G.K. Govinda Bhat, C.J.
1. Income-tax Appellate Tribunal, Bangalore Bench has stated a case and referred the following question of law for the opinion of this Court :
'Whether on the facts and in the circumstances of the case, the Tribunal was right in law in holding that there was no sale by the deed dated 8-2-1968 and hence the assessee was liable to capital gains tax on the assets transferred to him under the deed, with reference to the cost of acquisition to the settlor ?'
2. On 13-10-1962 the late Cyprian Joachim D'Souza executed a will under which he left certain movable and immovable properties appointing his son-in-law Mr. Edwin D'Souza to be the sole executor of the will. Under the will the executor was directed to discharge all debts of the testator, pay Rs. 20,000/- towards charity and out of the residue to pay one-third to one of his sons, the assessee W. M. P. D'Souza, one-third to the assessee's brother Clifford and the remaining one-third to be divided equally amongst the three daughters of the testator.
3. The executor obtained probate of the Will from the District Court, South Kanara and administered the estate for some time. On 8-2-1968 before the administration was completed, he transferred the entire remaining assessees to the assessee. The assessee undertook to discharge the debts to the extent of Rs. 1,05,000/- due to various creditors mentioned in the list of liabilities annexed to the deed of transfer, which is Annexure-B, to pay Rs. 5,000/- to each of the three daughters of the testator and Rs. 15,000/- to the assessee's brother Clifford P. D.'Souza. On 30-7-1968 and 1-8-1968 the assessee, who is a transferee under the deed aforesaid, transferred two items of properties conveyed to him under the document dated 8-2-1968 for a consideration of Rs. 78,000/-.
4. For the assessment year 1969-70 the assessee submitted a return showing a sum of Rs. 1,840/- as capital gains that arose from the two sales effected by him. The Income-tax Officer assessed the difference in the market value between the two items of properties between 1-1-1954 and the respective dates of sale and assessee the cost of acquisition of the two items of properties must be with reference to the testator and if that is done the relevant date is 1-1-1954. The Income-tax Appellate Asstt. Comm. held that there was no transfer by the deed dated 8-2-1968 in favour of the assessee as the executor was not competent to transfer the estate. On second Appeal the Income-tax Appellate Tribunal held that the executor was competent to transfer the estate which had vested in him by virtue of the Will and the probate obtained by him, but the said transfer dies not amount to a sale of property and, therefore, the cost of acquisition must be computed with reference to the testator and if that is the relevant consideration, the cost of acquisition has to be computed with reference to the date 1-1-1954. On the reasoning the Tribunal upheld the computation of capital gains made by the Income-tax Officer. At the instance of the assessee the Tribunal has stated a case and referred the above question for opinion of this Court.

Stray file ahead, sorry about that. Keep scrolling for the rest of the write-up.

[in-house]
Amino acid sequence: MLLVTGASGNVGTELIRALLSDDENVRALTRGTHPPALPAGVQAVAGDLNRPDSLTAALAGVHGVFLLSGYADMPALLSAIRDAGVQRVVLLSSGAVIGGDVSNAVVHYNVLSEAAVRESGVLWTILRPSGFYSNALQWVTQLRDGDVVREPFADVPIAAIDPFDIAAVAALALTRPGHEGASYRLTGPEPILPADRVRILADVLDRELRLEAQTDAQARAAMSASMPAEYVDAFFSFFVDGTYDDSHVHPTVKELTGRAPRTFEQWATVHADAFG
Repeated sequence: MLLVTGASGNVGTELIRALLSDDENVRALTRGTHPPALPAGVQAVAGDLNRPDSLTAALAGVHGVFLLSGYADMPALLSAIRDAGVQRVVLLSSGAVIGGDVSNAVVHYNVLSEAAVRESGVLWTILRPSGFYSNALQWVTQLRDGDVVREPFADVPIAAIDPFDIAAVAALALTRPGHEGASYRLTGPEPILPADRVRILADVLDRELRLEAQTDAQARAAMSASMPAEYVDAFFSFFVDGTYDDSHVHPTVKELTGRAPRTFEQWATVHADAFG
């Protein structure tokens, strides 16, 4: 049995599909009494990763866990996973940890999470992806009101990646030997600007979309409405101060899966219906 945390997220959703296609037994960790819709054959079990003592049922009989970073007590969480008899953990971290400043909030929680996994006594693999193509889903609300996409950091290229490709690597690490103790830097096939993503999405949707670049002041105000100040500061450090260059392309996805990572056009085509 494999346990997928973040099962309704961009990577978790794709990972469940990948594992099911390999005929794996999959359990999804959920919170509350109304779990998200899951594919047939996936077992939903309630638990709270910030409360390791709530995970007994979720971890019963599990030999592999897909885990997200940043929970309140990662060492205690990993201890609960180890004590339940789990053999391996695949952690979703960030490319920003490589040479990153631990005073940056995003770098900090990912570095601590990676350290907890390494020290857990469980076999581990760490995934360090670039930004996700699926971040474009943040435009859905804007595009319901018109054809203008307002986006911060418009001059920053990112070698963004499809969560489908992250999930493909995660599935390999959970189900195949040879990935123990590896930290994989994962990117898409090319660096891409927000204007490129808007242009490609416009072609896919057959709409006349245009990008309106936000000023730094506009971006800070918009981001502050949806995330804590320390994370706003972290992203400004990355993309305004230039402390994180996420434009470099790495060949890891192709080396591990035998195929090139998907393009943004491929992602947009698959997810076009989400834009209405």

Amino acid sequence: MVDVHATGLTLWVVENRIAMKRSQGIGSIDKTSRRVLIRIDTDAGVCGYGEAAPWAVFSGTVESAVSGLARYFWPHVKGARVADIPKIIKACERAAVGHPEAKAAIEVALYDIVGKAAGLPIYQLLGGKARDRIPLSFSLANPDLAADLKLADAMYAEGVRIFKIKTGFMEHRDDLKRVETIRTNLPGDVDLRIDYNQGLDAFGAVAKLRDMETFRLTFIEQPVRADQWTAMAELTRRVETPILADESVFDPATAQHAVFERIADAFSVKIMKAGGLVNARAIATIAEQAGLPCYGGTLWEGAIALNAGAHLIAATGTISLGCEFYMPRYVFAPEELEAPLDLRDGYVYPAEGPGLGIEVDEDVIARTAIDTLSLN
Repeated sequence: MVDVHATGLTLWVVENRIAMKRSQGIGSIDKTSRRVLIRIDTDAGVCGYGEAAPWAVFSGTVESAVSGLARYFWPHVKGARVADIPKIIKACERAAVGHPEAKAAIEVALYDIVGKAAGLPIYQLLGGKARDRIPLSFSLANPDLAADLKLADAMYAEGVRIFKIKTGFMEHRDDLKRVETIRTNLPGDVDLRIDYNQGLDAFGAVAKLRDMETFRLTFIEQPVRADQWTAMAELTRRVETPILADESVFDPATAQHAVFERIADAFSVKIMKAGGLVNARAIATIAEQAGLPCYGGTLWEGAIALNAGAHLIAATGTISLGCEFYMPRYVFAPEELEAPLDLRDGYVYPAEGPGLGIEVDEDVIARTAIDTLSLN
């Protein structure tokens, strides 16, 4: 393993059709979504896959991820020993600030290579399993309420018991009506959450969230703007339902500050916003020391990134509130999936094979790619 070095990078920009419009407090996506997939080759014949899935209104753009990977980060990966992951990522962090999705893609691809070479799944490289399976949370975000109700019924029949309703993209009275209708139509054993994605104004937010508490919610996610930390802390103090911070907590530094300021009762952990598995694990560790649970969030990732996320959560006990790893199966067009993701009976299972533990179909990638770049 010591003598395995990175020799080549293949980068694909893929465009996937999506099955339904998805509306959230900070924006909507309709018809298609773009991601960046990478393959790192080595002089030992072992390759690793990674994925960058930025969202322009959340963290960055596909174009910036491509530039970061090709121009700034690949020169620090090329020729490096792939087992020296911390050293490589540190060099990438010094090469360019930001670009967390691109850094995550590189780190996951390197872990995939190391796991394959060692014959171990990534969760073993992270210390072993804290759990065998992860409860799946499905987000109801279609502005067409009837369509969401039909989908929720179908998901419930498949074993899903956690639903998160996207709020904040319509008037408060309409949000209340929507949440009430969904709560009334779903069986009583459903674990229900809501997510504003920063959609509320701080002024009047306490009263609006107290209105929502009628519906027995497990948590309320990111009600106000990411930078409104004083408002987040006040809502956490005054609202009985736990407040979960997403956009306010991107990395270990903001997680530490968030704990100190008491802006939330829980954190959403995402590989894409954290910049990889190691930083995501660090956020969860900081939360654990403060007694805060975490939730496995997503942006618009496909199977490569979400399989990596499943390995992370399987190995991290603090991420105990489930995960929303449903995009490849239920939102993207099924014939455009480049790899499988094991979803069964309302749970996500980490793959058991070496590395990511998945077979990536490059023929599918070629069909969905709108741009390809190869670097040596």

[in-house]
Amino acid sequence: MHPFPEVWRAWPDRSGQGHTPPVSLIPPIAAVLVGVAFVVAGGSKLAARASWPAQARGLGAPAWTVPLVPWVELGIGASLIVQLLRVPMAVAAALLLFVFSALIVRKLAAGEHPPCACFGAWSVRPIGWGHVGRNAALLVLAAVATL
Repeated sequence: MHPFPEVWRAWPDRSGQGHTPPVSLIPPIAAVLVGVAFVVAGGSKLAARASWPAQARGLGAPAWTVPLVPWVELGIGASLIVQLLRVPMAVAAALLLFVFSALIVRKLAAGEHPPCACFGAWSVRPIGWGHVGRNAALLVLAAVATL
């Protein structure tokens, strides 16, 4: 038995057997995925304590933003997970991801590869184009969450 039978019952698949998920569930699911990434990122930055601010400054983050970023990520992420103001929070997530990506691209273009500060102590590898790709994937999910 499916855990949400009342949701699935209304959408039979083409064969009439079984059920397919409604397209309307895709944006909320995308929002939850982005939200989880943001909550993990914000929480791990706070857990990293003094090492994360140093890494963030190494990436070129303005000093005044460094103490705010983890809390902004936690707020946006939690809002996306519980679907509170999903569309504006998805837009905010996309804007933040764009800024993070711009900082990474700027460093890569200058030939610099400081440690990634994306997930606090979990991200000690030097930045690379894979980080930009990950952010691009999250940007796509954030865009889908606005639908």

5. It is common ground before us that the executor by the deed dated 8-2-1968 has transferred the estate to the assessee, who was one of the beneficiaries under the Will of his father. In order to answer the second part of the question referred, it is not sufficient if the Tribunal records a finding that the deed dated 8-2-1968 is not ownership in exchange of a price paid or promised or part paid and part promised, vide section 54 of the Transfer of Property Act, 1882. A mortgage is one mode of Transfer of Property Act, A mortgage is one mode of transfer of property, vide section 58 of the Transfer of Property Act. A lease is a transfer of a right to enjoy immovable property, vide Section 105 of the Transfer of Property Act. Gift is the transfer of movable or immovable property made voluntarily and without consideration, by one person, called the donor, to another, called the donee, and accepted by or on behalf of the donee, vide section 122 of the Transfer of Property Act. The creation of a trust also involves transfer of ownership of property, vide section 3 read with section 4 of the Indian Trust Act, 1882. Once the Tribunal holds that it is a transfer of property, it has necessarily to decide as to what is the character of the transfer, whether it is a sale, a trust, or gift, etc. That the assessee is liable to pay capital gains tax is admitted by him. But the quantum of the capital gains depends on the nature or character of the transfer effected by the executor in favour of the assessee by the deed dated 8-2-1968. Since the tribunal has to record a finding as to the true nature of the transfer, and in its absence it is not possible for us to answer the second part of the question, and no purpose will be served by answering the first part of the question we decline to answer the question as now referred. The Tribunal has to hear the parties and record a finding as to the true nature of character of the transfer evidenced by the deed dated 8-2-1968. At that stage the Tribunal has also to decide as to what is the relevant date for the purpose of fixing the cost of acquisition of the two properties. It has to consider as to whether the cost of acquisition should be with reference to the date 8-2-1968 irrespective of the character of the deed.
6. It is ordered accordingly. Parties to bear their own costs.